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  1. Polyploidal giant cancer cells (PGCCs) are multinucleated chemoresistant cancer cells found in heterogeneous solid tumors. Due in part to their apparent dormancy, the effect of PGCCs on cancer progression has remained largely unstudied. Recent studies have highlighted the critical role of PGCCs as aggressive and chemoresistant cancer cells, as well as their ability to undergo amitotic budding to escape dormancy. Our recent study demonstrated the unique biophysical properties of PGCCs, as well as their unusual migratory persistence. Here we unveil the critical function of vimentin intermediate filaments (VIFs) in maintaining the structural integrity of PGCCs and enhancing their migratory persistence. We performed in-depth single-cell analysis to examine the distribution of VIFs and their role in migratory persistence. We found that PGCCs rely heavily on their uniquely distributed and polarized VIF network to enhance their transition from a jammed to an unjammed state to allow for directional migration. Both the inhibition of VIFs with acrylamide and small interfering RNA knockdown of vimentin significantly decreased PGCC migration and resulted in a loss of PGCC volume. Because PGCCs rely on their VIF network to direct migration and to maintain their enlarged morphology, targeting vimentin or vimentin cross-linking proteins could provide a therapeutic approach to mitigate the impact of these chemoresistant cells in cancer progression and to improve patient outcomes with chemotherapy.

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  2. Age is a leading risk factor for developing breast cancer. This may be in part to the time required for acquiring sufficient cancer mutations; however, stromal cells that accumulate in tissues and undergo senescence eventually develop a senescence-associated secretory phenotype that alters the microenvironment to promote cancer. Our focus is on mesenchymal stem cells (MSCs) – stromal cells recruited to tumors due to their natural tropism for inflammatory tissues; MSCs have been shown to enhance the metastatic potential of tumor cells through direct interactions or paracrine signaling within the tumor. In the tumor, MSCs can differentiate into carcinoma-associated fibroblasts that play a central role in tumor growth and matrix remodeling. We recently investigated the molecular and mechanical differences in pre- and post- senescent MSCs and how their interactions with MDA-MB-231 breast cancer cells contribute to malignancy. Our data show post-senescent MSCs are larger and less motile, with more homogeneous mechanical properties than pre-senescent MSCs. In-depth omics analysis revealed differentially regulated genes and peptides including factors related to inflammatory cytokines, cell adhesion to the extracellular matrix, and cytoskeletal regulation. A 3D co-culture model was used to assess the effects of pre- and post- senescent MSCs on collagen matrix remodeling. Although post-senescent MSCs were far less motile than pre-senescent MSCs and less contractile with the matrix, they profoundly altered matrix protein deposition and crosslinking, which resulted in local matrix stiffening effects. Post-senescent MSCs also induced an invasive breast cancer cell phenotype, characterized by increased proliferation and invasion of breast cancer cells. This invasive breast cancer cell behavior was further amplified when MDA-MB-231 was co-cultured with a mixture of pre- and post- senescent MSCs; this result was attributed to matrix remodeling and soluble factor secretion effects of post-senescent MSCs, which enhanced the migration of pre-senescent MSCs allowing them to form tracks in the collagen network for cancer cells to follow. Finally, molecular inhibitors targeting actomyosin contractility and adhesion were used to alter MSC interactions with breast cancer cells. Actin depolymerizing agent and focal adhesion kinase inhibitor were most efficient and completely able to block the effects of post-senescent MSCs on MDA-MB-231 invasion in collagen gels. This comprehensive approach can be used to identify molecular pathways regulating heterotypic interactions of post-senescent MSCs with other cells in the tumor. Furthermore, the local matrix stiffening effect of post-senescent MSCs may play a critical role in breast cancer progression.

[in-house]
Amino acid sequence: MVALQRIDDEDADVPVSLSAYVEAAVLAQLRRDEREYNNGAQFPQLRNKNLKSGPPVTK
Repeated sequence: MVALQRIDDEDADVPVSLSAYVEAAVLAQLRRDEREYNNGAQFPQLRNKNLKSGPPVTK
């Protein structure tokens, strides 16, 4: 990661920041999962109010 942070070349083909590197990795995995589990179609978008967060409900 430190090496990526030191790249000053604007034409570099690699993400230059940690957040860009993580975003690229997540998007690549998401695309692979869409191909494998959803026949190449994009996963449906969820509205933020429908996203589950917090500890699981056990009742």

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  3. Senescence is a potent tumor-suppressive mechanism that irreversibly arrests the growth of damaged cells. However, senescent cells that accumulate in tissues eventually develop a senescence-associated secretory phenotype (SASP) that alters the microenvironment to promote cancer. Paracrine factors in the SASP may also contribute to the formation of rare giant polyploidal cancer cells (GPCCs). A single-cell mechanical approach was used to profile cytoskeletal and nuclear mechanics, morphology, motility, and adhesion for breast cancer cells treated with conditioned media from senescent fibroblasts. Our study showed that a small but significant population of MDA-MB-231 breast cancer cells (less than 5%) treated with conditioned media from senescent LF-1 fibroblasts develop an enlarged morphology, chromosomal instability, and polyploidy, a phenotype associated with GPCCs. Although GPCCs are highly invasive and chemoresistant, little is known about their biophysical properties. First, we developed a method for identifying the small subpopulation of GPCCs in a heterogeneous population of cancer cells based on increased nuclear area and confirmed that GPCCs are more resistant to paclitaxel than normal-size MDA-MB-231 cells (NCCs). We then compared critical biophysical properties of NCCs and GPCCs, including cytoskeletal and nuclear mechanics, cell and nuclear morphology, motility, and adhesion. Cells were stained for cytoskeletal proteins actin, tubulin, and vinculin. Cytoskeletal organization was dramatically altered in GPCCs compared to NCCs. GPCCs displayed more disorganized microtubule structure, dense actin stress fibers, and mature focal adhesions. Intracellular particle tracking microrheology was used to measure cytoskeletal and nuclear mechanics. These studies demonstrated that although GPCCs are thought to be highly invasive cancer cells, they are inherently stiffer than NCCs, in terms of both their cytoskeletal and nuclear mechanics. This was surprising since more invasive cancer cells are often more compliant than less invasive cancer cells. This result may be in part to the ability for GPCCs to behave like activated stromal cells that stiffen in the tumor; we confirmed that GPCCs display similar adhesive behavior as activated stromal cells. To determine how mechanics correlates with cell migration, we used time-lapse nuclear tracking to measure cell motility. The average cell speed was higher for NCCs than for GPCCs; however, GPCCs moved longer distances over time because their motion was more directional. These findings highlight the unusual biophysical behavior of GPCCs. To develop pharmacologic tools that target GPCCs, it is imperative to understand their biophysical properties.